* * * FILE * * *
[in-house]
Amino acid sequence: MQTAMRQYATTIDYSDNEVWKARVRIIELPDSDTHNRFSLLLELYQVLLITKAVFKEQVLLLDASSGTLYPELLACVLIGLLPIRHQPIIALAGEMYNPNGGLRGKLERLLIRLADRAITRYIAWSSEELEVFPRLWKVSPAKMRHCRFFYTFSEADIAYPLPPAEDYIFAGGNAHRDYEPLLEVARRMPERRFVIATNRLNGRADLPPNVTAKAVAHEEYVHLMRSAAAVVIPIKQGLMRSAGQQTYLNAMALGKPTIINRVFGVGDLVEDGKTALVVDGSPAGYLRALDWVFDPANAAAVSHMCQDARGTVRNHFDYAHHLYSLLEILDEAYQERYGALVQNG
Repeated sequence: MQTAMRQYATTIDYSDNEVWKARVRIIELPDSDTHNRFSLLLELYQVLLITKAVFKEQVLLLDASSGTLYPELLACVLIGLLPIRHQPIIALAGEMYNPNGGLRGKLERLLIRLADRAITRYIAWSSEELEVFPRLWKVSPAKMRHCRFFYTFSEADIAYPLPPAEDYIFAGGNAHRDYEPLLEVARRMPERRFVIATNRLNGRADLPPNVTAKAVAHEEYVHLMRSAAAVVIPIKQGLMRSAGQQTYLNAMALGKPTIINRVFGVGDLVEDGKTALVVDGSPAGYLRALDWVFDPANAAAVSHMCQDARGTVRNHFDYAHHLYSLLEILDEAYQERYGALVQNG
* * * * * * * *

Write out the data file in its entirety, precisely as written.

[in-house]
Amino acid sequence: MQTAMRQYATTIDYSDNEVWKARVRIIELPDSDTHNRFSLLLELYQVLLITKAVFKEQVLLLDASSGTLYPELLACVLIGLLPIRHQPIIALAGEMYNPNGGLRGKLERLLIRLADRAITRYIAWSSEELEVFPRLWKVSPAKMRHCRFFYTFSEADIAYPLPPAEDYIFAGGNAHRDYEPLLEVARRMPERRFVIATNRLNGRADLPPNVTAKAVAHEEYVHLMRSAAAVVIPIKQGLMRSAGQQTYLNAMALGKPTIINRVFGVGDLVEDGKTALVVDGSPAGYLRALDWVFDPANAAAVSHMCQDARGTVRNHFDYAHHLYSLLEILDEAYQERYGALVQNG
Repeated sequence: MQTAMRQYATTIDYSDNEVWKARVRIIELPDSDTHNRFSLLLELYQVLLITKAVFKEQVLLLDASSGTLYPELLACVLIGLLPIRHQPIIALAGEMYNPNGGLRGKLERLLIRLADRAITRYIAWSSEELEVFPRLWKVSPAKMRHCRFFYTFSEADIAYPLPPAEDYIFAGGNAHRDYEPLLEVARRMPERRFVIATNRLNGRADLPPNVTAKAVAHEEYVHLMRSAAAVVIPIKQGLMRSAGQQTYLNAMALGKPTIINRVFGVGDLVEDGKTALVVDGSPAGYLRALDWVFDPANAAAVSHMCQDARGTVRNHFDYAHHLYSLLEILDEAYQERYGALVQNG